Pagan Rites 

Recent events turned Saltas and the Utes into pariahs.

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Just two weeks ago, I was rolling merrily along life’s bumpy highway. Nothing unusual; we all have bumps in the road. Then, in short order, a Temptations-size Ball of Confusion rocked my cynical world. Things I once took for granted became scarce. Institutions I revered became pincushions. People I held in respect were revealed as mere flesh and blood—or less than. Friends who once shook my hand or at least returned my emails began averting their eyes at the mere hint of me walking toward them. Geez, was it something I said?

I wrote a column a couple weeks ago noting that miracles just aren’t front-page news anymore—except when the Utah Jazz beat the Miami Heat on the road Nov. 9, that is. (Did you see the giant headline touting “Milsap’s Miracle” in the next day’s Salt Lake Tribune?) I also pointed out that there was a sense among some people that proclaiming a miracle at Prophet Elias Greek Orthodox Church in Holladay (due to an icon of the Archchrist said to be exuding oil) might have been premature, and that in any case, it was wrongly introduced to the public in a Tribune story about the troubled Greek Orthodox parish of Greater Salt Lake City. The column fairly asked what might be the outcome if a miracle really isn’t a miracle and wondered why a parish priest would politicize a miracle in the first place.

For that, and on the very spot where my father, grandfather and most of my family were given their Greek Orthodox funerals, the current priest of Prophet Elias, Father Michael Kouremetis, announced in a special service to his remaining faithful something to the effect that people such as I are nonbelievers, and the newspaper that printed my column is of pagan nature. Now I understand why people shy away from me. I mean, would you shake hands with a pagan nonbeliever? I’ll tell you what—I wouldn’t.

So, guess whose hands I will never shake again?

If you guessed Father Kouremetis … nah, wrong, that’s too easy. Actually, I’d never shake the hands of all those pagan nonbelievers who walked out of the Utah-TCU game a couple Saturdays back—yep, the same ones who also bailed on the Utes midway through the Notre Dame game this past weekend. You know who you are. What kind of fan turns his or her back on a consistently winning team just because they’re getting the snot beat out of them while being tossed across three time zones like a piece of cloth from Auntie Em’s Sunday wash?

It takes a real Ute fan—a real believer, like me—to sit through every last minute of two full games of the worst football impotency ever displayed. If it happens two more times this year, against San Diego State and BYU, I’m not going to renew my season tickets. Check that. I already lost my season tickets when the Ute ticket office, in a spate of “we don’t need you anymore,” cancelled the 12 seats that were held for years by City Weekly and sold them out from under us without even a courtesy call—bastards, but that’s OK. I’ve already told one prominent Ute football booster that, come pagan judgment day, my millions (if I ever get them) are going to the art department.

I remain a Ute football fan, though, just one the university no longer makes money on. Prior to the TCU game, I was comfortably settled into my television, watching Game Day, when a neighbor called and offered me two seats to the game. Just that fast, my son Mikey and I were off. It was a reunion of sorts, because ever since Mikey was old enough to walk, he would cart in quarts of Skye Vodka and Crown Royal to share with all the good folks in Section 36. He was never searched—best mule ever.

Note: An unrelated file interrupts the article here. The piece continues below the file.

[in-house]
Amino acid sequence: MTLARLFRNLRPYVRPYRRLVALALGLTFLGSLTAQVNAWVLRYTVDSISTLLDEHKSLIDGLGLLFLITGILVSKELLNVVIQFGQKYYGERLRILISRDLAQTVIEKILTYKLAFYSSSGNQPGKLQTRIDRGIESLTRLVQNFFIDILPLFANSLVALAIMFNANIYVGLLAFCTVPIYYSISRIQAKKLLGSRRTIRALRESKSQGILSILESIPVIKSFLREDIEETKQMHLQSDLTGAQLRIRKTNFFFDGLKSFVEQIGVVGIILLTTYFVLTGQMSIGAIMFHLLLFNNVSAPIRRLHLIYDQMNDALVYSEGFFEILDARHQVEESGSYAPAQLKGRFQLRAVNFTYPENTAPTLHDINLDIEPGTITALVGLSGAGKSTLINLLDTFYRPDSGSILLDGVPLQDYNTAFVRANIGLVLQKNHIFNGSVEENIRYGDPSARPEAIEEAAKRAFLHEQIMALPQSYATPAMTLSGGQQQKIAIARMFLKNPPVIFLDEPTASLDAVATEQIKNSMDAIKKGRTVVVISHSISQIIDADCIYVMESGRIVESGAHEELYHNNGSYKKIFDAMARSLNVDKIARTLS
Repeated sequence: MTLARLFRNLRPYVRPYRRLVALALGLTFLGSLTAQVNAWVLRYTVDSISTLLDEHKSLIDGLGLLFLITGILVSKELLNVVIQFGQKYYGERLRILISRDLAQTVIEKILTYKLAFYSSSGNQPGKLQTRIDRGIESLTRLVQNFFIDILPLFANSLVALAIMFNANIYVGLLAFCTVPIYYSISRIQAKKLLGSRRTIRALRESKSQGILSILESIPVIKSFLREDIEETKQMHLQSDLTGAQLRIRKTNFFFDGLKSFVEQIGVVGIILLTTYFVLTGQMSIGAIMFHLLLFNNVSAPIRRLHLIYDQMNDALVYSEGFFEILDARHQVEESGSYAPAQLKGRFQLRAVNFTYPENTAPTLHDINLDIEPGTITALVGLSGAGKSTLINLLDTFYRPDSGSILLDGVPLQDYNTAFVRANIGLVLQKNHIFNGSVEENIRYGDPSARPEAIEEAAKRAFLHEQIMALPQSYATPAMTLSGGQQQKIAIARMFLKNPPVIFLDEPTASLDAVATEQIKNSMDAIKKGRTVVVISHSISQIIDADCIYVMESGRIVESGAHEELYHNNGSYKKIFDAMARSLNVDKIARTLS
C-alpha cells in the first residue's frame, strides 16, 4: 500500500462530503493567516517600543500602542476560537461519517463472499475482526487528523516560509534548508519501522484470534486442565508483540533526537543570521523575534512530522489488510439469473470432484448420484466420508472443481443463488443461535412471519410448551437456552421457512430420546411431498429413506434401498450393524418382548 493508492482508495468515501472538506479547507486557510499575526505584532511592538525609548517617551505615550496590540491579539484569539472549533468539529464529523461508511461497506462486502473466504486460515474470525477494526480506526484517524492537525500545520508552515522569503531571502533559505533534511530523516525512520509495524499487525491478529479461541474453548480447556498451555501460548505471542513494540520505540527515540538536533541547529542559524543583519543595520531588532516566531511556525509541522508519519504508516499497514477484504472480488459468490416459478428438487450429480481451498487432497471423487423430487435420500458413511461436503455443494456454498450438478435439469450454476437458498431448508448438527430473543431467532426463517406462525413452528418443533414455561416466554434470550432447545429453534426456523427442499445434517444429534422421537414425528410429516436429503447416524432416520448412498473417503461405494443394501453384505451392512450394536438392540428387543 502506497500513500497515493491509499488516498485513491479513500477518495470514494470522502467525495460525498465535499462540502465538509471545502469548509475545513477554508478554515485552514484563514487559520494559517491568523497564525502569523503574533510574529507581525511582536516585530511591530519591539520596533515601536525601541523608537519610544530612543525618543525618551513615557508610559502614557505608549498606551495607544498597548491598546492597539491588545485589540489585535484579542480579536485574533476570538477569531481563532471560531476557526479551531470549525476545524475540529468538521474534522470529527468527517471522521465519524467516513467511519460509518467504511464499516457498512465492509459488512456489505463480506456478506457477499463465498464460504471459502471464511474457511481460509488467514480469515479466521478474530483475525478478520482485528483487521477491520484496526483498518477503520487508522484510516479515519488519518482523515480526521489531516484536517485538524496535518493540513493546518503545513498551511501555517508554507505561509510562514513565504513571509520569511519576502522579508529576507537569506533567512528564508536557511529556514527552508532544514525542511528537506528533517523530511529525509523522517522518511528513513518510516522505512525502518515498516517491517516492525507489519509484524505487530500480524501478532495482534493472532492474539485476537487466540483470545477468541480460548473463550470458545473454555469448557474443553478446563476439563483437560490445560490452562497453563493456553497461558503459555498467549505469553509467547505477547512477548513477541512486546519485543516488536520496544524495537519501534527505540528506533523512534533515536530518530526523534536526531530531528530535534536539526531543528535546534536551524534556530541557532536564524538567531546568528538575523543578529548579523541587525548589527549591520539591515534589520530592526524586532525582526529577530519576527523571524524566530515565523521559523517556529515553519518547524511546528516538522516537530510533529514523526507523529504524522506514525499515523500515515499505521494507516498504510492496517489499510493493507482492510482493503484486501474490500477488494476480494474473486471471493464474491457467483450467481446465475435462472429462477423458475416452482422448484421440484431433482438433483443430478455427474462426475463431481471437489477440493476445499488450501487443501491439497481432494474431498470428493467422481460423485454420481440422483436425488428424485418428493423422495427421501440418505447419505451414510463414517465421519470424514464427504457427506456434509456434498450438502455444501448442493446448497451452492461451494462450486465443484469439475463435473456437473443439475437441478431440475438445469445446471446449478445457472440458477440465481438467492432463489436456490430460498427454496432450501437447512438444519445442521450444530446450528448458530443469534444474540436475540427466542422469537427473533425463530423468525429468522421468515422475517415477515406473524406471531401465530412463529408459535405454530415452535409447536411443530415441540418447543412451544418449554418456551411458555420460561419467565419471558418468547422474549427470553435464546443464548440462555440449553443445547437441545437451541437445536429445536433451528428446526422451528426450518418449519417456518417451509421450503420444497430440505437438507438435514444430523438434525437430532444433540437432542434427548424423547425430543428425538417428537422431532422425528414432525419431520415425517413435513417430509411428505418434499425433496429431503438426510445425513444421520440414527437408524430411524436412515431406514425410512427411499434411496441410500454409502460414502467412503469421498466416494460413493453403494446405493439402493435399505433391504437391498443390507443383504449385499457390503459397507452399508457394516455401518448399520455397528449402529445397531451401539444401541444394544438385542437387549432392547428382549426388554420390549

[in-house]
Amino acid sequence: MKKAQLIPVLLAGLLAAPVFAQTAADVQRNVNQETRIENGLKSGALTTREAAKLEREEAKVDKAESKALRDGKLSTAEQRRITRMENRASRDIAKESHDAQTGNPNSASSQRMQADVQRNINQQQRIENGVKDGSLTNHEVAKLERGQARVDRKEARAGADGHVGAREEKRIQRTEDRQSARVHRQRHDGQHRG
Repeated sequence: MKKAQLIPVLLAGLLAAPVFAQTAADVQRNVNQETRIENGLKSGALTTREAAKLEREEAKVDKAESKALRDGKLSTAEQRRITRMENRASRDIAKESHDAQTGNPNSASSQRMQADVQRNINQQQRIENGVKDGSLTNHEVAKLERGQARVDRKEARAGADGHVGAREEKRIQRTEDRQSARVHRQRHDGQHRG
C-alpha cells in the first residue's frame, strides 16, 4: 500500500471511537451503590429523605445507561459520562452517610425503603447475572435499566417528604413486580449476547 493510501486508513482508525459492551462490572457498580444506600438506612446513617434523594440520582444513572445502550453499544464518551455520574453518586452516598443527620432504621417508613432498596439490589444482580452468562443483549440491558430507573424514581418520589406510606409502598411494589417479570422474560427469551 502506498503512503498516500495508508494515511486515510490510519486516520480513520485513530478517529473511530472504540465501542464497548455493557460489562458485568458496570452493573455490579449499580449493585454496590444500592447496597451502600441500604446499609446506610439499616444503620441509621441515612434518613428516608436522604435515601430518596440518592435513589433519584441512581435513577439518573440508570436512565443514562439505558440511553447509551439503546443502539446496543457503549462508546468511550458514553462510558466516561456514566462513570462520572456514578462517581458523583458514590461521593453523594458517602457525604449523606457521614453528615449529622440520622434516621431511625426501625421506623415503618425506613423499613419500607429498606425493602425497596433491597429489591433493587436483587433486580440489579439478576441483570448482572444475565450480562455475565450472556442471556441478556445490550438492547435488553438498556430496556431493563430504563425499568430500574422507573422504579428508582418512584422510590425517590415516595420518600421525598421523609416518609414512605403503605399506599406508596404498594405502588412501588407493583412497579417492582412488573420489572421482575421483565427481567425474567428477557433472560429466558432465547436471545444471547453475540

When we unloaded at Rice-Eccles and found our former tailgating friends, the first thing they did was start pouring drinks, since they thought I’d returned from the dead—which, yeah, would be a miracle. I returned the favor by offering some locally brewed Greek moonshine, called tsipouro or tsikouthia. My buddy Joe Caputo was there celebrating his birthday, as was the entire Marston clan, total-immersion Ute fans. Harold Marston, family patriarch, died a couple Ute seasons ago—it was his birthday, too. So, we had shots to remember and shots to forget.

We walked to the stadium, and it turned out our seats were in a west-side skybox. Talk about justice! Sen. Orrin Hatch—who I swear is bigger than Dave Kruger—was standing nearby. Peter Corroon was there shaking off his governor’s race loss—may the Utes have similar resilience. A couple of City Weekly infamous cover boys—whom I avoided—held court. The Cokes were free. The food was free. The chips were free.

Skybox users have their own living room with their own TV, but the room is filled with strangers. A glass wall mercifully separates football fans from the people eating free Doritos. As it turns out, it’s quite possible that the worst place to be part of a Ute football game is from a skybox. Sports bars have a better atmostphere.

Despite feeling that we weren’t really at the game, Mikey and I watched every second of the Ute ass-kicking. As the east side turned from blackout black to empty-seat red, I saw the future: A renewed advertising contract with City Weekly when it is again asked to drive fans to pay even higher prices for a lesser product against greater competition in a half-full stadium. I wouldn’t mock a prophet by calling the above proclamation prophetic, it’s just a simple sinner’s guess. Same as many such things. 

John Saltas

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